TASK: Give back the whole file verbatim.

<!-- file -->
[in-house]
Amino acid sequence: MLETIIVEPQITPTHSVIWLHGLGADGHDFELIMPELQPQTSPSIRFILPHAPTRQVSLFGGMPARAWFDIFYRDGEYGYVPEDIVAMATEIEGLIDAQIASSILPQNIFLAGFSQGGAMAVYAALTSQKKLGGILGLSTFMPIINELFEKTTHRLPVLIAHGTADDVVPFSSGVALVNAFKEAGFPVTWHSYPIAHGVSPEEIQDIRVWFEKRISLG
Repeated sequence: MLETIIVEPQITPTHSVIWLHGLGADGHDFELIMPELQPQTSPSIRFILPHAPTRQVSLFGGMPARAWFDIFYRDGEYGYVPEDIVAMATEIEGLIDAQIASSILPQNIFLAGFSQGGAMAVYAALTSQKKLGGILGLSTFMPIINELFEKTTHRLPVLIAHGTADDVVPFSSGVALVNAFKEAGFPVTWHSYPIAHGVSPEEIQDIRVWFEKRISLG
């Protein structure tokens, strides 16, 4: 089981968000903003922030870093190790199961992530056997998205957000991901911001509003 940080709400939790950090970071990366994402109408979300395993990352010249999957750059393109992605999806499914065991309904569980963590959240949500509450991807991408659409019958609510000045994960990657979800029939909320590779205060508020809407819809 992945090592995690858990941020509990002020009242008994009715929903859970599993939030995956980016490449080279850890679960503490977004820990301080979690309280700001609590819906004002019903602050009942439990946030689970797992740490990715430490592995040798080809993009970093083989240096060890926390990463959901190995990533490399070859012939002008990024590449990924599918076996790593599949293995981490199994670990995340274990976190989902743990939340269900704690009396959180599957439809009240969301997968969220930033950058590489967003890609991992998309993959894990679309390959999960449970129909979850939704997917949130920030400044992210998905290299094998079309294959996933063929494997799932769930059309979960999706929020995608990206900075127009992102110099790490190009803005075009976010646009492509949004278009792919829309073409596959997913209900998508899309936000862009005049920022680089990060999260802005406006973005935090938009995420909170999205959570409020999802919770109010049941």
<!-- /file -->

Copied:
[in-house]
Amino acid sequence: MLETIIVEPQITPTHSVIWLHGLGADGHDFELIMPELQPQTSPSIRFILPHAPTRQVSLFGGMPARAWFDIFYRDGEYGYVPEDIVAMATEIEGLIDAQIASSILPQNIFLAGFSQGGAMAVYAALTSQKKLGGILGLSTFMPIINELFEKTTHRLPVLIAHGTADDVVPFSSGVALVNAFKEAGFPVTWHSYPIAHGVSPEEIQDIRVWFEKRISLG
Repeated sequence: MLETIIVEPQITPTHSVIWLHGLGADGHDFELIMPELQPQTSPSIRFILPHAPTRQVSLFGGMPARAWFDIFYRDGEYGYVPEDIVAMATEIEGLIDAQIASSILPQNIFLAGFSQGGAMAVYAALTSQKKLGGILGLSTFMPIINELFEKTTHRLPVLIAHGTADDVVPFSSGVALVNAFKEAGFPVTWHSYPIAHGVSPEEIQDIRVWFEKRISLG
């Protein structure tokens, strides 16, 4: 089981968000903003922030870093190790199961992530056997998205957000991901911001509003 940080709400939790950090970071990366994402109408979300395993990352010249999957750059393109992605999806499914065991309904569980963590959240949500509450991807991408659409019958609510000045994960990657979800029939909320590779205060508020809407819809 992945090592995690858990941020509990002020009242008994009715929903859970599993939030995956980016490449080279850890679960503490977004820990301080979690309280700001609590819906004002019903602050009942439990946030689970797992740490990715430490592995040798080809993009970093083989240096060890926390990463959901190995990533490399070859012939002008990024590449990924599918076996790593599949293995981490199994670990995340274990976190989902743990939340269900704690009396959180599957439809009240969301997968969220930033950058590489967003890609991992998309993959894990679309390959999960449970129909979850939704997917949130920030400044992210998905290299094998079309294959996933063929494997799932769930059309979960999706929020995608990206900075127009992102110099790490190009803005075009976010646009492509949004278009792919829309073409596959997913209900998508899309936000862009005049920022680089990060999260802005406006973005935090938009995420909170999205959570409020999802919770109010049941």